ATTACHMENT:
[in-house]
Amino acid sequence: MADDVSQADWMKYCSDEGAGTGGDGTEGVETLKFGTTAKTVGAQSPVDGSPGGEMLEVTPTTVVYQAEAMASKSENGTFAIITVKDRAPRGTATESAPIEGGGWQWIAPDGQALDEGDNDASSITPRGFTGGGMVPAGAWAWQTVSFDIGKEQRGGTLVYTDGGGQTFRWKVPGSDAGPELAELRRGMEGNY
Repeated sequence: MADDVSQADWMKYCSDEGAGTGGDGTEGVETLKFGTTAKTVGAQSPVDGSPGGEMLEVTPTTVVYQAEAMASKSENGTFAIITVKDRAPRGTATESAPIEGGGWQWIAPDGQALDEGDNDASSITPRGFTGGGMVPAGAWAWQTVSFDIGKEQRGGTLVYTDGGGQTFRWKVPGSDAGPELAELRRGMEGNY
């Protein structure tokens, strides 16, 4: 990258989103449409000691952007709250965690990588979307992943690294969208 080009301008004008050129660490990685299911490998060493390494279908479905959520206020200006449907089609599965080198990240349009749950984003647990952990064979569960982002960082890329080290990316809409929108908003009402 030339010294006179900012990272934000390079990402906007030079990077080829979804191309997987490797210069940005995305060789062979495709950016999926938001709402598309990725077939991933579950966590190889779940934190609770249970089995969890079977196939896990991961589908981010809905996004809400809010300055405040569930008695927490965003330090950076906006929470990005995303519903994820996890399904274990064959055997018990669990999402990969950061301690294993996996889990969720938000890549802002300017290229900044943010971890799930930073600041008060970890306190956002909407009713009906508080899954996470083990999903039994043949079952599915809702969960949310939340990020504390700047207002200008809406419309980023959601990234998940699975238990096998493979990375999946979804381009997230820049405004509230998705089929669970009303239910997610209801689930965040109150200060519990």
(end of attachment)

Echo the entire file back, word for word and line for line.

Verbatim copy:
[in-house]
Amino acid sequence: MADDVSQADWMKYCSDEGAGTGGDGTEGVETLKFGTTAKTVGAQSPVDGSPGGEMLEVTPTTVVYQAEAMASKSENGTFAIITVKDRAPRGTATESAPIEGGGWQWIAPDGQALDEGDNDASSITPRGFTGGGMVPAGAWAWQTVSFDIGKEQRGGTLVYTDGGGQTFRWKVPGSDAGPELAELRRGMEGNY
Repeated sequence: MADDVSQADWMKYCSDEGAGTGGDGTEGVETLKFGTTAKTVGAQSPVDGSPGGEMLEVTPTTVVYQAEAMASKSENGTFAIITVKDRAPRGTATESAPIEGGGWQWIAPDGQALDEGDNDASSITPRGFTGGGMVPAGAWAWQTVSFDIGKEQRGGTLVYTDGGGQTFRWKVPGSDAGPELAELRRGMEGNY
């Protein structure tokens, strides 16, 4: 990258989103449409000691952007709250965690990588979307992943690294969208 080009301008004008050129660490990685299911490998060493390494279908479905959520206020200006449907089609599965080198990240349009749950984003647990952990064979569960982002960082890329080290990316809409929108908003009402 030339010294006179900012990272934000390079990402906007030079990077080829979804191309997987490797210069940005995305060789062979495709950016999926938001709402598309990725077939991933579950966590190889779940934190609770249970089995969890079977196939896990991961589908981010809905996004809400809010300055405040569930008695927490965003330090950076906006929470990005995303519903994820996890399904274990064959055997018990669990999402990969950061301690294993996996889990969720938000890549802002300017290229900044943010971890799930930073600041008060970890306190956002909407009713009906508080899954996470083990999903039994043949079952599915809702969960949310939340990020504390700047207002200008809406419309980023959601990234998940699975238990096998493979990375999946979804381009997230820049405004509230998705089929669970009303239910997610209801689930965040109150200060519990």